MuggleNet Academia: Folktale Structure and Potter Mania

MuggleNet’s Keith Hawk, host of their MuggleNet Academia podcast, has written me to say the latest show, a discussion with independent scholar Joel Hunter about the folktale elements in Harry Potter that he believes is part of an explanation of Potter Mania, is available for downloading. From the MuggleNet news bulletin:

The latest episode of MuggleNet Academia is now released for your listening and academic pleasure. Lesson 7: ‘Folktale Structure as the Key to the Success of the Harry Potter Series’ discusses an in-depth look at the research behind the relationship of Folktale structures as described by Vladimir Propp and if this is the reason that the Harry Potter series is so a successful in today’s world.

Join the Host of the show, Keith Hawk, and Co-Host John Granger, The Hogwarts Professor and author of The Deathly Hallows Lectures, as we are joined by  Joel B. Hunter, independent scholar and Potter Pundit, and Arizona State University student Rita McGlynn.

Lesson 7:

  • Researching Harry Potter success through Folktale
  • Vladimir Propp 31 Basic Elements of a Folktale
  • Is Dumbledore considered the real hero of this story?
  • Can we apply this theory to other series’ like Hunger Games, or Twilight?
  • And much more!

To listen to the show and discover more insight into the fabulous literature of author J.K. Rowling, download the lesson right here, or head on over to iTunes. You can also listen directly from Facebook.

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For information on the lessons, professors, news in the academic world, or some of the great Harry Potter reference books, head on over to the MuggleNet Academia Section. Enjoy the show!


  1. Propp’s theory seems to fit HP very well. And I think it could explain part of HP’s popularity, at least within western culture. But it can’t explain all of the popularity, as Hunter seemed to agree. Otherwise, folk tales that more perfectly follow Propp’s functions should be more popular than HP. It would be interesting if someone identified functions of non-western folk tales. I wonder how similar they would be to the Propp’s functions.

    I was reminded during this podcast on the Inklings’ views of myth: that all myths contain bits of the truth. I think this view could explain more about the universality of HP’s popularity.

    I also wonder how some of the “rules” of genre-writing would align themselves with these functions. How would the plot points of mysteries, school-boy novels, or romances fit with Propp’s functions? And how do some of the Inklings’ thoughts (like all stories are stories of the fall) fit with Propp’s functions? All we all coming to the same conclusions by different avenues — do all roads lead to Rome?

  2. joel hunter says

    Hello miles365,

    Thanks for listening to the show and picking up these points. I’m happy to follow up with a couple of addenda.

    First, I was less careful in my spoken remarks than I am in my written essay about the issue of popularity. I actually want to distance my claims from that term since it has the common connotation of “fad,” which invites speculation and analysis of non-literary factors. I’m more interested in what I prefer to call “aesthetic satisfaction.” And what particularly interests me about the Potter saga is not only why the vast majority of readers of the series report enjoying the complete story, but what might account for the varying particular aesthetic satisfaction readers report for the individual books within the series. My hypothesis was that these different levels of aesthetic satisfaction would correlate with the “fitness” of the individual tale to the narrative structure of folktales as defined by Propp.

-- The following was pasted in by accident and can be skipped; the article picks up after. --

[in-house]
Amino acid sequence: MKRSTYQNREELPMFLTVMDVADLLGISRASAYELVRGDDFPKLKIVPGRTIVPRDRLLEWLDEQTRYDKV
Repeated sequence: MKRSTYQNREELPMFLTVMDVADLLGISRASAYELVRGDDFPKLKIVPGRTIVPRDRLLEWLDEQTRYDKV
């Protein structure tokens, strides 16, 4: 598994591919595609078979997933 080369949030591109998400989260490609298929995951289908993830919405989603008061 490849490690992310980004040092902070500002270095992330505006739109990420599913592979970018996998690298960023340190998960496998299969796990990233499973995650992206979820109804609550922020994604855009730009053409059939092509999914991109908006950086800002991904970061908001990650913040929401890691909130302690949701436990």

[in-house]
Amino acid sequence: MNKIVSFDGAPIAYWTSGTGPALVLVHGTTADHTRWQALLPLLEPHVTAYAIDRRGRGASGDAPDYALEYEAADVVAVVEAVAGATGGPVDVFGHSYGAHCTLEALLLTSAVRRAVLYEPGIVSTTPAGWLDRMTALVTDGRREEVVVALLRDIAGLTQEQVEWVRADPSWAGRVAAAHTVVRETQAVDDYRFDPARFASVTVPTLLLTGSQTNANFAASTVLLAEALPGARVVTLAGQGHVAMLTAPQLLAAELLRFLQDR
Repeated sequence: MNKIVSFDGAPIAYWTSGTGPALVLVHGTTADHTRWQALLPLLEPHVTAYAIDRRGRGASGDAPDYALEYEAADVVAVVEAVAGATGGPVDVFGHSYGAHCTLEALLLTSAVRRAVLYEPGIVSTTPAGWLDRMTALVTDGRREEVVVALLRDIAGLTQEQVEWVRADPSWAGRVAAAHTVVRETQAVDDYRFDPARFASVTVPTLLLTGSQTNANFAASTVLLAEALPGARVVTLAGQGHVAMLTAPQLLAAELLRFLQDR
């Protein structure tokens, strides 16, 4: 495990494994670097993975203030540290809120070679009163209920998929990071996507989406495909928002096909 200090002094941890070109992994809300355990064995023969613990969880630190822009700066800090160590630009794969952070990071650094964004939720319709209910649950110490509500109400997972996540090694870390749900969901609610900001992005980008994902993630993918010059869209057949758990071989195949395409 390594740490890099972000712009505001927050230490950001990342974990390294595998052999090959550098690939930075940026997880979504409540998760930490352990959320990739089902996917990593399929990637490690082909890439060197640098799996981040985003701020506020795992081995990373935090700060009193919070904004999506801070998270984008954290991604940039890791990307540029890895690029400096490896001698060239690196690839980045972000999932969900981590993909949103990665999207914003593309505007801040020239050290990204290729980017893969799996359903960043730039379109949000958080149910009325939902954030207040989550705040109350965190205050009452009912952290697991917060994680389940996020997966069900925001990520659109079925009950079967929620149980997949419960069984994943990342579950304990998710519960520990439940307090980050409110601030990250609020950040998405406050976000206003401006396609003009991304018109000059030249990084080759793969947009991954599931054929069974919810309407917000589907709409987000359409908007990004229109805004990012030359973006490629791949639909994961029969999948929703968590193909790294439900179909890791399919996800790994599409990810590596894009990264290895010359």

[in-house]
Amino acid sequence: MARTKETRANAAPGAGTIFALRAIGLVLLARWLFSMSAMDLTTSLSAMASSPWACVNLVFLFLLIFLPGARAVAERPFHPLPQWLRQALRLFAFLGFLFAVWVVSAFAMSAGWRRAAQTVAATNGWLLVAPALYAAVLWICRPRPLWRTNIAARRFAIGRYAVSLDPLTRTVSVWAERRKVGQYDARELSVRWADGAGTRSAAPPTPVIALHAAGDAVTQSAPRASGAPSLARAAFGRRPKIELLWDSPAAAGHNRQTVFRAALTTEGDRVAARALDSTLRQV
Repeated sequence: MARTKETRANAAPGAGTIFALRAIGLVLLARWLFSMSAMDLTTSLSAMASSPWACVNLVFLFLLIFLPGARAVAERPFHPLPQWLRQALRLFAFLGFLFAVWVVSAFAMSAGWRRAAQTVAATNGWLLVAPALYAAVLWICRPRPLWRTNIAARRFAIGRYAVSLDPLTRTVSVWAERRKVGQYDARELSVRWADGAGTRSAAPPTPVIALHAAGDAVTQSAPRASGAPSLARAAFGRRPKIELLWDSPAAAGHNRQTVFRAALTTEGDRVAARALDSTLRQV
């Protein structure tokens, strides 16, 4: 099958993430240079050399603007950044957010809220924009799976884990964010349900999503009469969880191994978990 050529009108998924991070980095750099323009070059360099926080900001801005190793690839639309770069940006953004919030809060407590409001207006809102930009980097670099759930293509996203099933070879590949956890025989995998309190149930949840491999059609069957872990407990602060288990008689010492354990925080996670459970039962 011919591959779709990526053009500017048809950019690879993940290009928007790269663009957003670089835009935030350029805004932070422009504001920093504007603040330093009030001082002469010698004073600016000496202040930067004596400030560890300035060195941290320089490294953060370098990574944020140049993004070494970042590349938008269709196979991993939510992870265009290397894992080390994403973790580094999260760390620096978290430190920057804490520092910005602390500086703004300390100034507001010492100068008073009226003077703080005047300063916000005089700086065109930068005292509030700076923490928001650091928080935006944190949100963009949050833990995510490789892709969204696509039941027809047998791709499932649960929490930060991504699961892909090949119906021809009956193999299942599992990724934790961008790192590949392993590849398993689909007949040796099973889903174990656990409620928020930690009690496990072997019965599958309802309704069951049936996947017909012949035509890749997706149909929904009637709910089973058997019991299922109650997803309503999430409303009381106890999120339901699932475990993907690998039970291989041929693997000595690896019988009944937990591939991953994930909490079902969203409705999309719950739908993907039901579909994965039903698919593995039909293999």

The whole enterprise, however, depends on how you understand what “fitness” means and how you determine it. Or as you put it, “more perfectly follow.” Exactly right. Propp claims in the Morphology that the schema of functions is to the folktale as a yardstick is to cloth, but he gives no specific suggestions about what “quantity” the schema measures, nor what the units of measurement might be. That is the heart of my research findings–to identify and justify what the schema actually measures and how to interpret the meaning of those measurements.

    Also, I believe theorists have applied Propp’s schema to non-western literature and cultural materials–mid- to late-60s I think–but I do not know specific references.

    And with respect to the Inklings, one follow-up paper I’m considering is a comparative analysis of Tolkien’s and Propp’s definitions and analyses of fairy tales. I think the really interesting question that is beyond the ken of a Proppian analysis (and Propp himself is well aware of this) is what accounts for the sameness of narrative structure across the extraordinary diversity of cultural contexts in human societies throughout history.

  3. Hello Joel,

    Thanks for being on the show and giving all of us something great to listen to!

    I can see that fitness is probably tricky to judge. I hadn’t heard of Propp before, but it sounds as if he didn’t give any indication as to whether he thought certain functions or combinations of functions carried more weight than others. Did you develop any theories about this while researching, or were you mainly looking at how many functions each story contained?

    Your idea of comparing Tolkien’s and Propp’s definitions/analyses of fairy tales sounds as though it would be interesting work.

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